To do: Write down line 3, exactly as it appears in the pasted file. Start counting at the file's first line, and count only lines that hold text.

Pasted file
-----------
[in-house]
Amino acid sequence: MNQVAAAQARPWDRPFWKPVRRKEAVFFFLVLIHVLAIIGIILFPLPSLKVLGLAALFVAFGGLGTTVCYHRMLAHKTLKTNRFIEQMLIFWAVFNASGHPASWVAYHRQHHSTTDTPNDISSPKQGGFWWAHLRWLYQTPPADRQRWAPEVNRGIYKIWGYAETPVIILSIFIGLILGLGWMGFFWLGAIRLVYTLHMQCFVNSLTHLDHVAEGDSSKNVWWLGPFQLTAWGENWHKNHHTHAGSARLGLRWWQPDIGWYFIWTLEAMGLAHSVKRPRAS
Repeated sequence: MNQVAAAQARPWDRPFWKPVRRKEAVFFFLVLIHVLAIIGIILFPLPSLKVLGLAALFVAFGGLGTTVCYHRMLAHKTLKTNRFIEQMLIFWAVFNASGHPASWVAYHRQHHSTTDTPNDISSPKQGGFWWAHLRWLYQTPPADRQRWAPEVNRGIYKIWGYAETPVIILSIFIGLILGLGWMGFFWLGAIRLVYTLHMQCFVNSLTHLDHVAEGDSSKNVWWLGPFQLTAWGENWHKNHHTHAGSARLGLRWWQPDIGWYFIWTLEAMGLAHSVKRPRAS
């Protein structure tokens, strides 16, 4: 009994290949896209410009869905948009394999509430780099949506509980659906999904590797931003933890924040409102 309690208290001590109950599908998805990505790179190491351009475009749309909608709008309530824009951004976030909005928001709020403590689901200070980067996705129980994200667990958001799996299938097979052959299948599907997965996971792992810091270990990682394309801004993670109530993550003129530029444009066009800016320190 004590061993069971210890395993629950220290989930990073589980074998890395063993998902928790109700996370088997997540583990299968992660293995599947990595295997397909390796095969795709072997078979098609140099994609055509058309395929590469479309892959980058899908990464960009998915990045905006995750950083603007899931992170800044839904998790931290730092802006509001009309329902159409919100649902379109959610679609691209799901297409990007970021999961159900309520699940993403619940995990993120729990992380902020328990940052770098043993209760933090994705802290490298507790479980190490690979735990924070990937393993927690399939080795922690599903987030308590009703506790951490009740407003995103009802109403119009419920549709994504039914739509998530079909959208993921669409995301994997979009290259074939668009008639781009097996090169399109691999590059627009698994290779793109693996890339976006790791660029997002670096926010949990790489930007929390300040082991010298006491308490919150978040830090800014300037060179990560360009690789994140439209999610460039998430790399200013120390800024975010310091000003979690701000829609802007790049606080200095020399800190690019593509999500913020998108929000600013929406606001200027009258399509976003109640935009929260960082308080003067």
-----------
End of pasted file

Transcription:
Repeated sequence: MNQVAAAQARPWDRPFWKPVRRKEAVFFFLVLIHVLAIIGIILFPLPSLKVLGLAALFVAFGGLGTTVCYHRMLAHKTLKTNRFIEQMLIFWAVFNASGHPASWVAYHRQHHSTTDTPNDISSPKQGGFWWAHLRWLYQTPPADRQRWAPEVNRGIYKIWGYAETPVIILSIFIGLILGLGWMGFFWLGAIRLVYTLHMQCFVNSLTHLDHVAEGDSSKNVWWLGPFQLTAWGENWHKNHHTHAGSARLGLRWWQPDIGWYFIWTLEAMGLAHSVKRPRAS